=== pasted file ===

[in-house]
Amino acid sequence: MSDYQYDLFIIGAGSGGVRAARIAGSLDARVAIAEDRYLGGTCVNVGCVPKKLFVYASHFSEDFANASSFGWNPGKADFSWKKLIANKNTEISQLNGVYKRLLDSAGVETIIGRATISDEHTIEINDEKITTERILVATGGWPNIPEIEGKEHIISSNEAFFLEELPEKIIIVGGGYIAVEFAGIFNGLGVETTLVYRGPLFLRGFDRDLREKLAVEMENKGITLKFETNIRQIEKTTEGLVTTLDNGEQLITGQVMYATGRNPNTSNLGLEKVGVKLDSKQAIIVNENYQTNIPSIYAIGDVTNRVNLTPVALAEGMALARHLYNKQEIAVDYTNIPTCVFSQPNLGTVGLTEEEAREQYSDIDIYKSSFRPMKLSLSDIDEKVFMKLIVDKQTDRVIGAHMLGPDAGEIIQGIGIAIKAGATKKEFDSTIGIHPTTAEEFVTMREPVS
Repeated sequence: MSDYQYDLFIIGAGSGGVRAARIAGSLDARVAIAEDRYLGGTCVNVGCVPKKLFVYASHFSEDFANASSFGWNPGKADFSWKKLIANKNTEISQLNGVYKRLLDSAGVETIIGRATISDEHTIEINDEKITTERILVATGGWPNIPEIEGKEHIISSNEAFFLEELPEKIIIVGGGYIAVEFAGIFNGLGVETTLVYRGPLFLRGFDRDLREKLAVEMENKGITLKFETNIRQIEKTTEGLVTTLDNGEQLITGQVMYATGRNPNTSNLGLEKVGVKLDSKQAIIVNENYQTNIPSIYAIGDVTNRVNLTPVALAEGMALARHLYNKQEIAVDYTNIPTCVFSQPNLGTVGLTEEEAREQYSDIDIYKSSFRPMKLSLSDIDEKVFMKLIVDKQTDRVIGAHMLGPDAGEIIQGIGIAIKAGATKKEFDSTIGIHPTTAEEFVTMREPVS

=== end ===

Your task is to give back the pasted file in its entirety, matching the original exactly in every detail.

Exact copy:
[in-house]
Amino acid sequence: MSDYQYDLFIIGAGSGGVRAARIAGSLDARVAIAEDRYLGGTCVNVGCVPKKLFVYASHFSEDFANASSFGWNPGKADFSWKKLIANKNTEISQLNGVYKRLLDSAGVETIIGRATISDEHTIEINDEKITTERILVATGGWPNIPEIEGKEHIISSNEAFFLEELPEKIIIVGGGYIAVEFAGIFNGLGVETTLVYRGPLFLRGFDRDLREKLAVEMENKGITLKFETNIRQIEKTTEGLVTTLDNGEQLITGQVMYATGRNPNTSNLGLEKVGVKLDSKQAIIVNENYQTNIPSIYAIGDVTNRVNLTPVALAEGMALARHLYNKQEIAVDYTNIPTCVFSQPNLGTVGLTEEEAREQYSDIDIYKSSFRPMKLSLSDIDEKVFMKLIVDKQTDRVIGAHMLGPDAGEIIQGIGIAIKAGATKKEFDSTIGIHPTTAEEFVTMREPVS
Repeated sequence: MSDYQYDLFIIGAGSGGVRAARIAGSLDARVAIAEDRYLGGTCVNVGCVPKKLFVYASHFSEDFANASSFGWNPGKADFSWKKLIANKNTEISQLNGVYKRLLDSAGVETIIGRATISDEHTIEINDEKITTERILVATGGWPNIPEIEGKEHIISSNEAFFLEELPEKIIIVGGGYIAVEFAGIFNGLGVETTLVYRGPLFLRGFDRDLREKLAVEMENKGITLKFETNIRQIEKTTEGLVTTLDNGEQLITGQVMYATGRNPNTSNLGLEKVGVKLDSKQAIIVNENYQTNIPSIYAIGDVTNRVNLTPVALAEGMALARHLYNKQEIAVDYTNIPTCVFSQPNLGTVGLTEEEAREQYSDIDIYKSSFRPMKLSLSDIDEKVFMKLIVDKQTDRVIGAHMLGPDAGEIIQGIGIAIKAGATKKEFDSTIGIHPTTAEEFVTMREPVS